Chelsea Wolfe


Interview by Miriam C.

Chelsea Wolfe is really a strange beast. Musically is quite impossible to define [she mixes doom, folk and acoustic music] her but the beauty in her music is that she’s able to mesmerize you, haul over another dimension. Until then, please take your time to discover about this magnetic sorceress.
For being so young, you have already published a lot of records and I’ve really enjoyed the “Prayer for the Unborn”, congratulations. What can you tell us more about your musical background and when is started your passion for the music?

I’m not so young. I’ve been making music since I was child. I already thought of myself as old when I was 18. I always have written songs and I always write songs and I will until I die.

You have released on Southern Records for the Latitudes Session “Prayer for the Unborn”. First of all how’s born this collaboration with Southern Records?

Last year I recorded five covers, or interpretations, of Rudimentary Peni songs based on only reading the lyrics or only hearing the song once, so the covers are very loose. It’s why I called it a tribute. I love Rudimentary Peni‘s lyrics.. very frantic and poetic.. a special way of summing things up. Anyway, Southern Records asked if I wanted to record a session for Latitudes while I was in London for a show in April I think so I decided to re-approach the tribute songs and record them at Southern with my band.

When you have come across Rudimentary Peni‘s music? Also, what do you have felt recording this songs with the same engineer who worked with Rudimentary Peni on the original recordings?

I live in a big house with a lot of people and for a while this guy lived there who was really a character and he basically holed up in the living room and listened to records and recorded music.. I don’t pay attention to a lot of music but one day I was walking through the living room and he was listening to a Rudimentary Peni record and I stopped in my tracks and had to know who it was and what it was.. the energy behind that voice, Nick Blinko. The guy had a cat back home named Blinky, after Nick Blinko. A few nights later is when I recorded the original version of the tribute. Then we got to Southern Studio and I discovered we were working with Harvey Birrell who originally recorded many of Peni‘s albums.. magical fate I suppose. On top of having that connection, Harvey is such a fantastic engineer and I really loved working with him. We were also able to have Nick Blinko make us a drawing for the album cover and t-shirt design.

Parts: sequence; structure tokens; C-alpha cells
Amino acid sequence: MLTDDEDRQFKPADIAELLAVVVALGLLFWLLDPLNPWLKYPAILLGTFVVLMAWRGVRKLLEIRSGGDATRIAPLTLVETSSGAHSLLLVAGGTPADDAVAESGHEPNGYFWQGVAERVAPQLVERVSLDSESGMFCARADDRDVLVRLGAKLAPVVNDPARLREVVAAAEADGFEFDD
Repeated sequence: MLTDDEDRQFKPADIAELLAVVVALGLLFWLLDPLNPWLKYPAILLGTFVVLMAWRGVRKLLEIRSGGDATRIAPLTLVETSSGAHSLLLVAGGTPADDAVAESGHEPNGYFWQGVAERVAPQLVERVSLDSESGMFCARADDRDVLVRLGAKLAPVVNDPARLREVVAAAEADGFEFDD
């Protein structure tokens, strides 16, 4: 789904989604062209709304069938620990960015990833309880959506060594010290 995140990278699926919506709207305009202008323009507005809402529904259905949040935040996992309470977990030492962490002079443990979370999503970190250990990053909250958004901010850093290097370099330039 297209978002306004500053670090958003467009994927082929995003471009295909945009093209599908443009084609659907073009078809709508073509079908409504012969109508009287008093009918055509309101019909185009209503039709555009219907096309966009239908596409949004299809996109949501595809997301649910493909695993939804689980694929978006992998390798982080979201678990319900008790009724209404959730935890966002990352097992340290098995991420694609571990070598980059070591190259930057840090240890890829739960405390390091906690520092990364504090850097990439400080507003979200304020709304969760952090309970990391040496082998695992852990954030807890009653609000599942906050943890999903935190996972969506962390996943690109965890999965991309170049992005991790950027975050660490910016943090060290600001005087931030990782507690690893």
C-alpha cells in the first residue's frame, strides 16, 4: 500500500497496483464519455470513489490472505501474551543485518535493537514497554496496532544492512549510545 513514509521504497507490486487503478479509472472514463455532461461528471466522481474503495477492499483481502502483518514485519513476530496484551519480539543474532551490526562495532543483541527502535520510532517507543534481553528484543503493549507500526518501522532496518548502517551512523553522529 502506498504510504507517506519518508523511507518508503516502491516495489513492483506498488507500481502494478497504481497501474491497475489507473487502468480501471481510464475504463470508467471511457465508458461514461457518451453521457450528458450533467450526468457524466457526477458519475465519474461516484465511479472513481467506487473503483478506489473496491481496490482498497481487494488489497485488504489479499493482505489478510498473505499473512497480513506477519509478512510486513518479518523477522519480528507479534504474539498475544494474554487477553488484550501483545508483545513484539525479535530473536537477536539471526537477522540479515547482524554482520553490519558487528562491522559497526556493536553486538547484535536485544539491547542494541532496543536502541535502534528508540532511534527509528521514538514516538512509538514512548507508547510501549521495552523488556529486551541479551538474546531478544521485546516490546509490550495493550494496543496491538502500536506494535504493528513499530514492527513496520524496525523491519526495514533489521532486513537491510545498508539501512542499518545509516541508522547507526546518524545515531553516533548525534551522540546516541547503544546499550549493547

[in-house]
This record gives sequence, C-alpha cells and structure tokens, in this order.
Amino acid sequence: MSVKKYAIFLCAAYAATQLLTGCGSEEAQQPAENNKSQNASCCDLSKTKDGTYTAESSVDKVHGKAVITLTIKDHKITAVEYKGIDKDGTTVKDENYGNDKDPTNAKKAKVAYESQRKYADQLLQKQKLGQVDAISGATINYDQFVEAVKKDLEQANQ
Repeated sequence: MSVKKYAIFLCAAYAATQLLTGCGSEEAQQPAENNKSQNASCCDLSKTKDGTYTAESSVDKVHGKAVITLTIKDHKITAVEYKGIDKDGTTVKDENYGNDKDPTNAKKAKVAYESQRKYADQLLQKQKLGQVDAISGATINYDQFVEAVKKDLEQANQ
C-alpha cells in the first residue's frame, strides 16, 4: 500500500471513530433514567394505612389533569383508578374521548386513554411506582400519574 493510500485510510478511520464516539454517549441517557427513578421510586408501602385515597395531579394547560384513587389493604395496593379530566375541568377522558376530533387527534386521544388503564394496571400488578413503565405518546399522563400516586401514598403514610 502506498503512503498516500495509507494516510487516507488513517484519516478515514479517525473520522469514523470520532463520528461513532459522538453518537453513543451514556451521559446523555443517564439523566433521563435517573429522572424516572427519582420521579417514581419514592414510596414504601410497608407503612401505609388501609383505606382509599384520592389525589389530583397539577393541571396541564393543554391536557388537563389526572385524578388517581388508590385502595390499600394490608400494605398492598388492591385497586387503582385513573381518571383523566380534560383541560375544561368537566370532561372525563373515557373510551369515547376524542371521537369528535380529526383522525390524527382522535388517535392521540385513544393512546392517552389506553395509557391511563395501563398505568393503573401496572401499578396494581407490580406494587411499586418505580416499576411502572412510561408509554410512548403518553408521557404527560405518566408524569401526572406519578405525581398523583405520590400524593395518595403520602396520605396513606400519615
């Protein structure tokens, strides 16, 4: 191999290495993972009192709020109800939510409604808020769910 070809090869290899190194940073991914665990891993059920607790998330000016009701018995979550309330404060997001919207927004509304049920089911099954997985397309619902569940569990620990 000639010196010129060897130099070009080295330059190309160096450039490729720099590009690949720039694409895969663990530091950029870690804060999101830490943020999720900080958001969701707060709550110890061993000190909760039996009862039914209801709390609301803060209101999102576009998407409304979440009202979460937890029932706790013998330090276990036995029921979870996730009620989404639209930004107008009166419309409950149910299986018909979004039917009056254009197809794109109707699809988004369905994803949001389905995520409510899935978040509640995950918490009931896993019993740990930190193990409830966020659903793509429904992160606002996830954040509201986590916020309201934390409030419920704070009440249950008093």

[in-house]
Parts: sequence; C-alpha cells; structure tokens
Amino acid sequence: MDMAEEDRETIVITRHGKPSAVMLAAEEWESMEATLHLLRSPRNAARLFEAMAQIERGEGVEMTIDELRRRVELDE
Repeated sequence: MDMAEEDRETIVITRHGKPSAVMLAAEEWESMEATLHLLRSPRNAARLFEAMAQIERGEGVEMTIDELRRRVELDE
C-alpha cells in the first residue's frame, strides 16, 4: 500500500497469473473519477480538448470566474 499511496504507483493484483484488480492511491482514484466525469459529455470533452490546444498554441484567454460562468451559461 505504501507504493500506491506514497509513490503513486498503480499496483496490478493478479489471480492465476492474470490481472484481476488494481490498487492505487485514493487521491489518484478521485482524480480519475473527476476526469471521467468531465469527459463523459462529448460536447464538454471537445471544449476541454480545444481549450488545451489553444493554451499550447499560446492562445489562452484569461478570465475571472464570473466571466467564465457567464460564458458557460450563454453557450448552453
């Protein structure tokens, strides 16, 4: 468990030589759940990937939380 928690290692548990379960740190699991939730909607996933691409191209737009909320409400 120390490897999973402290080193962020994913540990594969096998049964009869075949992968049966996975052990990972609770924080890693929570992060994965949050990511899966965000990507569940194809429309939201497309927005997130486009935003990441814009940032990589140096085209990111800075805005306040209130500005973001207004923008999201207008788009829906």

Doing a step back on 16th October 2012, you have published thru Sargent House your third album “Unknown Rooms: A Collection of Acoustic Songs”, what infos you tell about its genesis? When you have started to nail down the first lyric? About “Unknown Rooms: A Collection of Acoustic Songs” you say : “is a collection of songs that were “once-orphaned, [and] given a home”. Why?

When I started working with Sargent House, Cathy (Pellow) told me that some of her favorite songs of mine were ones that weren’t on any albums.. just old acoustic or folk songs that were on YouTube.. live performances or demos that hadn’t been properly released. So she had the idea to gather those songs into an acoustic album. As I was gathering the songs I felt inspired and wrote some new folk songs and re-recorded some of the older songs with new energy. This is the collection that came together for “Unknown Rooms”.

Your personal highlight of the year for sure, without doubts, is the live gig at the Roadburn. What memories do you have of that precise gig? What were your feelings?

I don’t know if that was my best show, but it was a special night and I was really happy to be playing that festival. I was really sick with bronchitis on that particular tour and on a lot of medicine and trying to keep my voice together so it was a struggle but maybe that added to the intensity, feeling more vulnerable and susceptible to falling apart.

In your point of view, as an artist, what difference you can find between “The Grime and The Glow”, your debut and this last one “Unknown Rooms: A Collection of Acoustic Songs”. What is changed?

I have more trust in myself and my own musical instincts, but at the same time I’m not afraid to edit myself now.

I really loved “Spinning Centers” and “The Way We Used to” : I don’t know why but “Spinning Centers” reminded me of a forest in autumn and “The Way We Used to” has this southern vibe. What is those songs about?

Many of my songs are about drawing parallels between macro and micro.. “Spinning Centers” of energy within us and around us and the universe encapsulating us. Carl Sagan taught me that we are made of the same particles as ancient stars. Some songs are seasonal in feeling, yes. For me “Spinning Centers” is a winter song. “The Way We Used To” is for summer because everything is more difficult and angry in the heat.

I read that another album is in the works – will be different from “Unknown Rooms: A Collection of Acoustic Songs” and in what elements will differ?

I have a new album almost finished. The songs range from piano, folk, rock n roll, electronic. I’m exploring many genres and sounds. The themes are elemental and ancestral.


Credit Photo

Single Photo by Kristin Cofer

Band Photo by Brandon Long


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